Ohio Professor Uses Roller Coasters to Help College Students Face Fears

Students are human guinea pigs in an “Abnormal Psychology” class.

January 14, 2016, 3:23 PM

— -- On a recent Sunday morning in Ohio, a group of college students found themselves in a precarious situation.

They’re standing on the edge of a platform at a place known as “The Roller Coaster Capital of the World” and for them, there is nothing amusing about this amusement park.

Sensing the tension in the air, their professor offered a small, yet powerful, bit of advice – “Just breathe.”

Several of these students take the advice to heart because they’re not here for fun. They’re here to face, and hopefully overcome, their biggest fears.

The students are human guinea pigs in an “Abnormal Psychology” class at University of Mount Union in Alliance, Ohio.

In this unique “Face Your Fear” project, Dr. Kevin Meyer, an assistant professor of psychology at the university, teaches his students to overcome general anxiety and phobias through immersion and exposure therapy.

The class is divided into two groups – those who have a crippling fear of roller coasters - and those who do not. The goal is that at the end of the eight-week course, half the class will have learned to overcome their fears, while the other half will form a “support group” and learn to council their peers like a therapist would.

“The techniques they’re going to learn in this class are generalizable to all sorts of anxieties, all sorts of fears,” Meyer said. “Think of all the times you might be stumped by anxiety…asking for a raise at work, asking somebody out on a date…some people can just naturally overcome them, but other people get blocked, and they need help pushing through.”

Nearly 40 million adults in this country have some form of an anxiety disorder, from social anxiety to panic disorders to full-blown phobias.

Meyer said many of these different anxieties can be treated and even cured using a common approach.

“We teach people to relax their bodies so that they can learn to control their emotions and become more mindful of what they are thinking and feeling,” Meyer said. “After going through all the other steps we get the individual to face their fear.”

Biology major Lexie Bushee was one of the students who signed up for Meyer’s class. Terrified of certain roller coasters where riders sit in open cars, Bushee said she hoped his eight-week course would not only help her overcome her fears of the ride, but also other anxieties.

“I have anxiety for social situations. I hate to go anywhere with a crowd,” she said. “I would come up with any excuse to try and avoid those situations.”

May Tout, an exercise science major also in the class, knows exactly how Bushee feels.

“When it comes to over-thinking things I can be so extreme about it and just almost make myself sick,” she said.

Tout’s goal was to overcome her fear of riding a roller coaster named Top Thrill Dragster after witnessing a minor malfunction on it last year.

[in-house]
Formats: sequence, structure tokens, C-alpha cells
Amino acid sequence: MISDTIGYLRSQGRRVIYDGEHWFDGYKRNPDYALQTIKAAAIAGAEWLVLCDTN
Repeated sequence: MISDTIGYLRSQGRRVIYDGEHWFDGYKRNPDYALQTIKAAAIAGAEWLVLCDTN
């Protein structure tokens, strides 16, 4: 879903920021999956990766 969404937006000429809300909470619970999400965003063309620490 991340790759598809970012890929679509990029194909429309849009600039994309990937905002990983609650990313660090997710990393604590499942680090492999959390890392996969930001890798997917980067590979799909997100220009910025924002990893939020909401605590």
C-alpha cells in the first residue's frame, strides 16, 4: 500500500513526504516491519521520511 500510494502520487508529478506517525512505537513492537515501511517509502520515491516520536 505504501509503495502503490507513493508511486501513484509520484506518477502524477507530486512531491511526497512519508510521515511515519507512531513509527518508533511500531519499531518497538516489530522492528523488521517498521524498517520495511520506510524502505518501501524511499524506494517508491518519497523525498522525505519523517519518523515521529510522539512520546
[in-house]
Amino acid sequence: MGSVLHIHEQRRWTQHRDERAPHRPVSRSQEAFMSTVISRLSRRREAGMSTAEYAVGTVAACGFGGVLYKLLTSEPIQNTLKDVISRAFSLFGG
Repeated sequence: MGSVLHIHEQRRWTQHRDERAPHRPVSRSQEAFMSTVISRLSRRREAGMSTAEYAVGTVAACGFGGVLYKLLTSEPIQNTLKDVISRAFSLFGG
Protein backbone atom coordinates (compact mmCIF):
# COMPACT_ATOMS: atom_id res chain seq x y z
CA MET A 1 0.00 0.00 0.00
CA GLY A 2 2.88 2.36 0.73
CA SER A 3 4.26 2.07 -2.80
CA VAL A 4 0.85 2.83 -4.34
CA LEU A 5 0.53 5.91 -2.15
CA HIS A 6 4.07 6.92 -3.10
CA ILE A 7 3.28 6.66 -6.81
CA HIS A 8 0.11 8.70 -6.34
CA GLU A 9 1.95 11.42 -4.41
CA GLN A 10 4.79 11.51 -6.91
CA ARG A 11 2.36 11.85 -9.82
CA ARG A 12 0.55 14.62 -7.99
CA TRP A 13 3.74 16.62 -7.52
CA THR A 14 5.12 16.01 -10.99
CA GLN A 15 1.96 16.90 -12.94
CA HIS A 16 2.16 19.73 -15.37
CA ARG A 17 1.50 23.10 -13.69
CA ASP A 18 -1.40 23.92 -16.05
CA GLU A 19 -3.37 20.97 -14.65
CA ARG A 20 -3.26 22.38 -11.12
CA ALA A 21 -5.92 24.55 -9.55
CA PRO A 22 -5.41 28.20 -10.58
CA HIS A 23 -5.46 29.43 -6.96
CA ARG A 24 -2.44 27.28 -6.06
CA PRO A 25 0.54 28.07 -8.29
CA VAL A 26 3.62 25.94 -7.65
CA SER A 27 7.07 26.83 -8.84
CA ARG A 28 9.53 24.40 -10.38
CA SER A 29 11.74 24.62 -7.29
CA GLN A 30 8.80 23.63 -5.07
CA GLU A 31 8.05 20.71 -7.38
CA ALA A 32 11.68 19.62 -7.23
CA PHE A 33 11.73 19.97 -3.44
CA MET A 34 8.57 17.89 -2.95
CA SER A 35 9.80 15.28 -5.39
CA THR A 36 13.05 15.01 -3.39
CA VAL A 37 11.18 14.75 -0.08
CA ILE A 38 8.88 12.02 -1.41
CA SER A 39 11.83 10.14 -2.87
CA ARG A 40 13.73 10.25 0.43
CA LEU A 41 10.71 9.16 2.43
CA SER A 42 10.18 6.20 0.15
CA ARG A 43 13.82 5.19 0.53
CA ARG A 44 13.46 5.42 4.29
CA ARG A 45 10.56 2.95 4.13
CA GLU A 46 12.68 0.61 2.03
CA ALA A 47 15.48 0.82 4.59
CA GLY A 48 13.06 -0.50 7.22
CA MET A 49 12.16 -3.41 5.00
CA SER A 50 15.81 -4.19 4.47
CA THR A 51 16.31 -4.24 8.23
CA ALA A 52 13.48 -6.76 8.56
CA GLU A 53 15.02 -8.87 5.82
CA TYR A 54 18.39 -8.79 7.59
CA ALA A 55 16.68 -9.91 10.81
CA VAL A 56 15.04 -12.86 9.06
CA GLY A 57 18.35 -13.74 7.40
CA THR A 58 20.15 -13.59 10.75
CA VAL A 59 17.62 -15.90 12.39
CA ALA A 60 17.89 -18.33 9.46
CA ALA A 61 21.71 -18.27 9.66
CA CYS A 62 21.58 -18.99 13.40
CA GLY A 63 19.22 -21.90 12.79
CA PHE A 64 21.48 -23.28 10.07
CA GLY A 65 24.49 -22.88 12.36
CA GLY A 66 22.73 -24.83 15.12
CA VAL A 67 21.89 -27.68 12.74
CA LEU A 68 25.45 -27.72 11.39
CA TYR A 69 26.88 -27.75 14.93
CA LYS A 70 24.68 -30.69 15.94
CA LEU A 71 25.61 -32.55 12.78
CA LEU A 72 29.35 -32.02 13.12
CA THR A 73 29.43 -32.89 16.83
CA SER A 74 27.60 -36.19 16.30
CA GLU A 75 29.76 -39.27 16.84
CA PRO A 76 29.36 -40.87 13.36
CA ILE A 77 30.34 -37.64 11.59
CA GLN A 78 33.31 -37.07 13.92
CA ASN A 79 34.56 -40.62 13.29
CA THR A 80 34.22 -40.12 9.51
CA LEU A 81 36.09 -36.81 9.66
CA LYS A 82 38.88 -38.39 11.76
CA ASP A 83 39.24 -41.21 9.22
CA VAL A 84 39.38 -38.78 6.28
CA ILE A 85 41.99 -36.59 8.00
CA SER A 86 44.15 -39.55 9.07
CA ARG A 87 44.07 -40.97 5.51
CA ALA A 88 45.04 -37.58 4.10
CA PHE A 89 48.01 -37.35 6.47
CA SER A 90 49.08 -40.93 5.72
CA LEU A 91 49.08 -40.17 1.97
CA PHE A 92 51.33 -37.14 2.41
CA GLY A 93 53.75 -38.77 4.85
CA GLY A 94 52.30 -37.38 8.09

“It went straight up but it didn’t make the loop at the top and it went back down backwards and I was like, ‘Nope! Not going on this,’” she said.

At the beginning, she was skeptical that Meyer’s lessons would be enough to erase her fear.

“It’s terrifying to say the least,” Tout said. “So I guess my goal is to get farther in line, let alone ride it, so, we’ll see. I don’t know. I’m like sweating right now thinking about it.”

Another student in the class, criminal justice major Zach Irwin, a six-foot-six tall frat brother, had never ridden a roller coaster before because he had been so consumed with the idea he might fall out.

“It’s a very intense fear, whether it’s rational or not,” he said.

In preparation for the day when the students ride the roller coaster, Meyer teaches his class a series of techniques for keeping anxiety at bay, including breathing and focusing on the present, harnessing their inner strength with positive affirmation and watching point-of-view videos.

“It does not stop the irrational thought from forming...it gives their brain another option,” Meyer said of the point-of-view videos.

These meditative techniques may sound simple but Meyer says it takes mindful practice to make them work, so he spends the majority of the course having his students go through the motions.

At the end of the eight-week session, Bushee felt that she had achieved what Meyer’s techniques were designed to do.

“I think the breathing exercises that we have been doing have been working more than I thought. They are finally slowing my thoughts down,” she said.

Zach Irwin had new found determination to conquer his fears too, but Mary Tout was still filled with apprehension.

When the day came to ride the roller coasters and other thrill rides, the students all rode a bus together to Cedar Point amusement park. Meyer gave them a pep-talk along the way.

“Remember what to expect, you're going to be pushed out of your comfort zone…so prepare yourselves,” he reminded them. “Take some deep breaths, say your mantras, distract yourselves. It is going to be fun. But it's going to be an experience.”

When it came time to put his lessons to the test, Irwin and Bushee climbed aboard the front train car of a ride called Millennium Force and mustered the courage to strap in. After the 93-mile-per-hour ride returned to the platform, both shared a deep sense of accomplishment. “Looking at it is worse than being on it I think,” Irwin said.

The ride for Tout that began in tears quickly turned into cheers as Top Thrill Dragster reached a height of 420 feet and plummeted back to earth at 120 miles per hour.

“I’m so happy it’s over with. I actually had fun,” she said. “I was able to just push through it and know that I was confident enough to do it.”